I strongly advise against practicing the Nose Flute with a cold for obvious reasons.

 

Pete Thomas

Chief of Stuff
Commercial Supporter
Messages
13,993
I would not play. It's best to rest, you will either get better quicker and avoid getting worse.
 

Colin the Bear

Well-Known Member
Messages
13,086
I strongly advise against practicing the Nose Flute with a cold for obvious reasons.

Stick the Vax on the other end you should be ok.

I'm suffering at the minute. First day out of the house since Christmas Day. A quick run for supplies. Needless to say the saxes have been untouched for almost a week and no sign of it clearing up.
 

CornishMaid

New Member
Messages
20
Thanks All (sorry for late response, not been online for a few days). Managed to keep practising but maybe should have given it a rest while I was feeling dizzy! Back to fighting fit now though :) I made sure I washed my mouthpiece out in a bit of warm soapy water (fairy liquid) - hope that was OK. I like the idea of using mouthwash in future but wouldn't that destroy the reed?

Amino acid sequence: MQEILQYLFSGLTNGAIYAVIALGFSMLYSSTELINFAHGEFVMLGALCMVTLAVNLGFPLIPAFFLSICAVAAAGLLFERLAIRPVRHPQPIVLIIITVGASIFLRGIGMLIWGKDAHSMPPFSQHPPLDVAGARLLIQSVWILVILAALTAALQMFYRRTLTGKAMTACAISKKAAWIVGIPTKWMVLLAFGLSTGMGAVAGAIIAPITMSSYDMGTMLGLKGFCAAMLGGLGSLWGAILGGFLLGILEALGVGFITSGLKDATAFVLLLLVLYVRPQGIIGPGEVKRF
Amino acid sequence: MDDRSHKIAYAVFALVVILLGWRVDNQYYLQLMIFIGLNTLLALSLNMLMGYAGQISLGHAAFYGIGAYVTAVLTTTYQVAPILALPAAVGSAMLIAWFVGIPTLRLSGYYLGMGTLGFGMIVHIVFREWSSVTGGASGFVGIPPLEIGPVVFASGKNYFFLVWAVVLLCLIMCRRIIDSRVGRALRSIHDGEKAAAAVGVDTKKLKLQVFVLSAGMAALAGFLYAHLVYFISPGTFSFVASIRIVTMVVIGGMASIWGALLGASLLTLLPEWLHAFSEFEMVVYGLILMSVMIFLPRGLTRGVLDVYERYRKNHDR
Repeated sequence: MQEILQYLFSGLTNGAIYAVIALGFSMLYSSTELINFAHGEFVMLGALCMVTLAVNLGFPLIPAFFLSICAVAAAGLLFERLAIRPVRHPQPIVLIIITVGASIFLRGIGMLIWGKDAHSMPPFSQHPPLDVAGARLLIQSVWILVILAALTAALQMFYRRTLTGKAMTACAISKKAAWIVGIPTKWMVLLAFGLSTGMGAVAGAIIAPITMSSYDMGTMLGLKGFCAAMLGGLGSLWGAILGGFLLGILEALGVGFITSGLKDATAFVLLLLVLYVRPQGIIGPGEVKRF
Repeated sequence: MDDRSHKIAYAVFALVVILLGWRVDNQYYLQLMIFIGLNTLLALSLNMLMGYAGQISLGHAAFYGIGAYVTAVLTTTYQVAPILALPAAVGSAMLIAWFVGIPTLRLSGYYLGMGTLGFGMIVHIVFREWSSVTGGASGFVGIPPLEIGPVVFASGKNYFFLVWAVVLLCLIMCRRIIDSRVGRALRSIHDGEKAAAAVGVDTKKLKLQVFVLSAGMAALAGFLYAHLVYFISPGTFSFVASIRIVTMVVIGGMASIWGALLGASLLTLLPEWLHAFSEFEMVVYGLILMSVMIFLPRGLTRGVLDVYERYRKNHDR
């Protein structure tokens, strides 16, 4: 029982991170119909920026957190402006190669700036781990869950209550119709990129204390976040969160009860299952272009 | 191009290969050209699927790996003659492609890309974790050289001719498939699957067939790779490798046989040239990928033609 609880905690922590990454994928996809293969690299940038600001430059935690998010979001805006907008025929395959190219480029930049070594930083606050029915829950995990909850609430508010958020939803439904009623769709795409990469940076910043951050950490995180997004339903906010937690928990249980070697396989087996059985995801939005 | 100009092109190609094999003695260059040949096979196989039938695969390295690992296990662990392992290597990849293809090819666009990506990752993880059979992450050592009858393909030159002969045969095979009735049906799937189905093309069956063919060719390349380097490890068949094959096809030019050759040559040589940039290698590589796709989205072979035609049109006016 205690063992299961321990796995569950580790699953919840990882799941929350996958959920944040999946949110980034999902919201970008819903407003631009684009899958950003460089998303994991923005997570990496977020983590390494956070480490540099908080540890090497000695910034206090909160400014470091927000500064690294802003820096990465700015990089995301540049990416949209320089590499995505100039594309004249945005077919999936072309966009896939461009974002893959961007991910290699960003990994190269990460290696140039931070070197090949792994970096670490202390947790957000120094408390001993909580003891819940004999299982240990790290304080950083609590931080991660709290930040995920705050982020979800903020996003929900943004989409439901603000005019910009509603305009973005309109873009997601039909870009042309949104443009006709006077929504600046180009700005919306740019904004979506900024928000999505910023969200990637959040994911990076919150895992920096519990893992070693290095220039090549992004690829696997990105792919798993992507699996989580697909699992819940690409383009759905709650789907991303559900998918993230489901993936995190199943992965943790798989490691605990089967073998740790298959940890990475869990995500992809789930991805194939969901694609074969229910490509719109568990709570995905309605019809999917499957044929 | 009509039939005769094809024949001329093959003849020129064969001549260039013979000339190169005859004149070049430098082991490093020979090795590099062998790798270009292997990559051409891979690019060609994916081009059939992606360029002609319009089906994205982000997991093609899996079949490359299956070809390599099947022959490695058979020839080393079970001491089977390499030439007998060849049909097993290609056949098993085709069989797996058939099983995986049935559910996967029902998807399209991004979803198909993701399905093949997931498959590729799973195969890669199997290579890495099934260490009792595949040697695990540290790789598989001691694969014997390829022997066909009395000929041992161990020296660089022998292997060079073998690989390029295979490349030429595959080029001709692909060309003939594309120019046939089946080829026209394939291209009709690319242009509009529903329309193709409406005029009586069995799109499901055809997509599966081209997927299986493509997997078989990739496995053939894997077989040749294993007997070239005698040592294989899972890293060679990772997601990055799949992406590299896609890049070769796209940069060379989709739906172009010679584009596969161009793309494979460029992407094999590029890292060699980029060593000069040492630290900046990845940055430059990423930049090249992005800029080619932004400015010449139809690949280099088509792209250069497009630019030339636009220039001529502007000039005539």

Love the nose flute pic by the way, although i can do one better....

 

SopJob

Member
Messages
78
Hello,

the answer is probably: why not if you feel OK?

However, I noticed that symptoms are gettings worse one day after (blocked nose, sore throat).
Is it just me because I am a whimp?

What is your experience?

Is anybody with a medical background here who can explain the effect to me?
 

C_Claudemonster

Formerly saxgirl22
Messages
399
yes, play when you have a cold! even if you don't feel like it, it's always made my cold get better quicker. I think it's something to do with having to control your breathing etc and maybe in my case a bit of good old bacteria on the back of a reed that I have been using the last 8 months! I grow my own penicillin :/
 

Saxdiva

Older, wiser, should know better....
Messages
533
I would guess the symptoms would have worsened anyway, as the feeling unwell was the precursor to the sore throat etc, rather than caused by playing. Just keep your mouthpiece clean and use a new reed or disinfect the one you're using. I'd keep playing unless it makes you feel more unwell whilst you're doing it or just after.
 

Greg Strange

Well-Known Member
Messages
2,077
Having a cold what?

Beer! Or chilled sav. :)))